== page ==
Fun facts you may not know about Kentucky State Parks
Boone Station State Historic Site in southeast Fayette County is no more. Gov. Matt Bevin’s administration last month closed the 46-acre park and gave it to David’s Fork Baptist Church with no public input, notice or comment.
Daniel Boone, Kentucky’s most famous pioneer and first international celebrity, helped build cabins and a stockade there in 1779 after he left nearby Fort Boonesborough. He lived at Boone Station for about four years with other settlers. Since the 1990s, the property has been a small state park.
“Since the State is willing to give away the home of Daniel Boone, are all Kentucky’s historic sites now on the chopping block?” asked Phil Gray, a former manager of Boone Station and Fort Boonesborough State Park.
“The cost to the state for Boone Station is almost nothing,” Gray added. “There is a mowing contract and a very small electric bill each month. Upkeep on the fence. But that is it. When history loses, we all lose.”
Pastor Mickey Hyder said church leaders haven’t decided what to do with Boone Station. “We’re taking our time,” he said, declining further comment.
Boone Station has two old tobacco barns and a big granite monument the Daughters of the American Revolution erected in 1967. It also contains pioneer graves, which may or may not be Boone family members.
“That historic site is very important to the history of the Commonwealth,” said Leslie Miller of Louisville, the DAR’s state leader. “We hope that whoever owns the property, now or in the future, will continue to honor the historical significance of that place and continue to share the story of those brave early patriots with the public.”
Foster Ockerman Jr., president of the Lexington History Museum, said he would like to partner with the church to maintain at least some of the property as an historic site, or raise money to buy it if the church wants to sell. “I would like to see the whole thing preserved,” he said.
So would Sam Compton of Nashville, president of The Boone Society, and John Fox, a retired Lexington physician. They are working on separate efforts to develop tourist “trails” following the path of Boone’s migration through Kentucky. They said Boone Station is an important piece of that story.
“Obviously, we think it’s terrible” that state officials gave away the site, Compton said. “We’re trying to preserve American frontier history. It’s fading away.”
When I first reported in September that state officials were planning to give away Boone Station, I asked for details. John Cox, communications director for the Tourism, Arts, and Heritage Cabinet, would say only that the site “was currently owned and operated by the Commonwealth of Kentucky.”
Once I saw the property transfer record on the Fayette County PVA’s website this month, I asked again. Cox initially had no comment. He just sent a PowerPoint presentation given to a legislative committee last fall implying Boone Station was insignificant and pointing out the state’s neglect of it.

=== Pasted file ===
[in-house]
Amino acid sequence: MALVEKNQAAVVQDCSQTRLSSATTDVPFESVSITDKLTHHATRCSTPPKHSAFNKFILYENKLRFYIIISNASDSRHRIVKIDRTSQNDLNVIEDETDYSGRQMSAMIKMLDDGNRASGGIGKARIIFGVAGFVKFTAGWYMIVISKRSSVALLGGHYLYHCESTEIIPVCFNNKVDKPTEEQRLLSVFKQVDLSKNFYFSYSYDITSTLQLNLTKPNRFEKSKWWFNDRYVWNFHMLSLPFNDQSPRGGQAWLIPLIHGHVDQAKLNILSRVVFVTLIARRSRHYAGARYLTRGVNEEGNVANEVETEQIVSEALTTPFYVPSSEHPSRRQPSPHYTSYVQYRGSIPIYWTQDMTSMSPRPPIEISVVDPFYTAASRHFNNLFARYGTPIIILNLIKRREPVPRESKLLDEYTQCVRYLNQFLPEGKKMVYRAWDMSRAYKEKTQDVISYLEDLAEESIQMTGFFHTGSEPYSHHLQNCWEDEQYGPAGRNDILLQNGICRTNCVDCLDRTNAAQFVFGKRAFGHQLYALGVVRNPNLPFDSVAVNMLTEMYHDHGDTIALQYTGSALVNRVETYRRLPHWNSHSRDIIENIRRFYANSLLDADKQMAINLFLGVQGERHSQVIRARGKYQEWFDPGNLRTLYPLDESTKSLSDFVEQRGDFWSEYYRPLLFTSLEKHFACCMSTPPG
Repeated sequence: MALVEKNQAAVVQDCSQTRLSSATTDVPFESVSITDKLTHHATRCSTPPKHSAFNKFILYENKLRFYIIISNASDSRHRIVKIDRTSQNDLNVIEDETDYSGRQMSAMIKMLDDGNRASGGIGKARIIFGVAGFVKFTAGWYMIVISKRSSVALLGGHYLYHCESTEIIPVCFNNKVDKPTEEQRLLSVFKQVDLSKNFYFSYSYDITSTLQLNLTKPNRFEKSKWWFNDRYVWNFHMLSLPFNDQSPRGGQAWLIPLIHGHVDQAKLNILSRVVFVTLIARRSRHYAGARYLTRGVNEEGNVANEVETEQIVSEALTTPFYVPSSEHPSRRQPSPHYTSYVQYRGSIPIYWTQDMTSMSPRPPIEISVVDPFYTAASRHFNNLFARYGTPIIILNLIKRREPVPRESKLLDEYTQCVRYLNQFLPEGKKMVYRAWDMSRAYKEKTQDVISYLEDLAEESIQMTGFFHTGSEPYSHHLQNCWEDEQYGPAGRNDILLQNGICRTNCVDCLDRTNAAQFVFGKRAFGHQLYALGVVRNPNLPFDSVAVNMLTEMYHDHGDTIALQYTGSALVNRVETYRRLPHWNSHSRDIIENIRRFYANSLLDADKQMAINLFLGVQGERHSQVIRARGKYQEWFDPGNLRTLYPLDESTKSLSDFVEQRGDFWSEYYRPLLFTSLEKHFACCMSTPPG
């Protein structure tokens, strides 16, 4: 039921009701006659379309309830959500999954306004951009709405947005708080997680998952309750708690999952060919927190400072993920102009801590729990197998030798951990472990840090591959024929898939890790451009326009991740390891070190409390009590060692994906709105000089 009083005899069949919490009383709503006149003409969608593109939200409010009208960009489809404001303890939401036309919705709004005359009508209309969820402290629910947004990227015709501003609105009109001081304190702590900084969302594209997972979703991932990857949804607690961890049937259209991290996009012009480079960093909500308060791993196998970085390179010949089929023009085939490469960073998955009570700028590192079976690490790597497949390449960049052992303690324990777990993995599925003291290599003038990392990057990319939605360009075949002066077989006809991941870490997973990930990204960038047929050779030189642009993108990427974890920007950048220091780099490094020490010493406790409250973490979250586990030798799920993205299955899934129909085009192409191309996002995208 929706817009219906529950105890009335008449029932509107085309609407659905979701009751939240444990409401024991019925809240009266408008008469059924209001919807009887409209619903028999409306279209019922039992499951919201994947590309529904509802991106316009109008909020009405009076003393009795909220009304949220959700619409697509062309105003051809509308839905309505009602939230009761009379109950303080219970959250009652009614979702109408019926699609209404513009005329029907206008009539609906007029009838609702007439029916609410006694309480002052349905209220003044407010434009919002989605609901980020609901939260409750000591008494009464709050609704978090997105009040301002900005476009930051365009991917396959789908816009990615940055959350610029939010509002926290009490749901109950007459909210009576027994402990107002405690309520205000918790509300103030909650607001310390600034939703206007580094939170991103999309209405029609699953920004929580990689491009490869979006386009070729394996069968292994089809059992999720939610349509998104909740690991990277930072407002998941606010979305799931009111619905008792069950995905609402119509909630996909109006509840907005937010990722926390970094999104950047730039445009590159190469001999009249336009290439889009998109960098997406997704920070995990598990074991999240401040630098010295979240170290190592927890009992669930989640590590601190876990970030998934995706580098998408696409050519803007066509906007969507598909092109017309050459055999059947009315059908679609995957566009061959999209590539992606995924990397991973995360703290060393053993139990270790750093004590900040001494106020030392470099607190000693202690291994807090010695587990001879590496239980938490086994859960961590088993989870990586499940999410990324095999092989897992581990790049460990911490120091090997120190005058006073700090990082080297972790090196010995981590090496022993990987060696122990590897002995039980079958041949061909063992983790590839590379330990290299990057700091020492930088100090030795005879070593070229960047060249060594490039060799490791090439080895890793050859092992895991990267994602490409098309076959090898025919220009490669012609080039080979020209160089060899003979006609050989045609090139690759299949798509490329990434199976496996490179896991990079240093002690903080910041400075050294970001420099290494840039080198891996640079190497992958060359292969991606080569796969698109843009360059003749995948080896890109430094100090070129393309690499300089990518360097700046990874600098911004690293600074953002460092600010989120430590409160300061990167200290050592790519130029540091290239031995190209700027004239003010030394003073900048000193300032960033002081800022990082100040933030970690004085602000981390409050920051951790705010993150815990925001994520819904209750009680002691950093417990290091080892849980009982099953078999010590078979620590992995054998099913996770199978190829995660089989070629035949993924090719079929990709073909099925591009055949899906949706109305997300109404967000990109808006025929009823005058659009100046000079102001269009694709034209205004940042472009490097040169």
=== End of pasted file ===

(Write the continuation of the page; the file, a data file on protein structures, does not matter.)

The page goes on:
Cox also sent copies of two deeds. In a 1992 deed, Robert Channing Strader willed the property to the state. He specified that if the site was not “developed as a historic state park” within 15 years, ownership should revert to his church. In the second deed, executed Dec. 17, 2018, state officials argued they hadn’t met that condition “due to a lack of financial resources,” so the property was going to the church. Strader’s will didn’t define what level of development was required. Boone Station has been open as a state historic park for more than 20 years.
After this column appeared online, Cox sent a statement: “The Cabinet has no plan to give any state parks away, unless we can ensure they will remain open as parks and, if not, they will revert to the state. Boone Station was an extraordinary case because of Mr. Strader’s will. The Commonwealth felt it had an obligation to honor his will, because it did not develop the property as the will requires during the 15 years after the executors of Mr. Strader’s estate deeded the property to the state. There have been discussions to deed or lease other parks, but only to other local governments or governmental entities, and only under very specific terms, that those properties remain open to the public as parks.”
Cox’s statement also noted, as I did in my September column, that the state deeded Constitution Square to Boyle County in 2012 and Ben Hawes State Park to the city of Owensboro in 2010.
This is part of a larger Bevin administration effort that William Landrum, secretary of the Finance and Administration Cabinet, described to legislators last fall as “reducing the footprint of state government.” He said the state is forming “partnerships” — essentially turning over operation and maintenance of some state parks, historic sites and natural areas to local governments or organizations so it doesn’t have to spend money on them.
There’s no doubt Kentucky’s state parks and historic sites have been underfunded. That’s because governors and legislators of both political parties over the past two decades have abdicated their responsibility to fix a broken tax system that doesn’t generate enough revenue to properly fund state government.
With some state parks, local officials could do a better job of developing and maintaining them than state government has. But do they have the resources and expertise to care for, preserve and interpret historic properties?
As I wrote in September, these places have been deemed Kentucky treasures. They have great educational and cultural value. Politicians shouldn’t give them away, especially under a cloak of secrecy. Anyone who cares about preserving Kentucky’s rich history should be asking questions and demanding answers.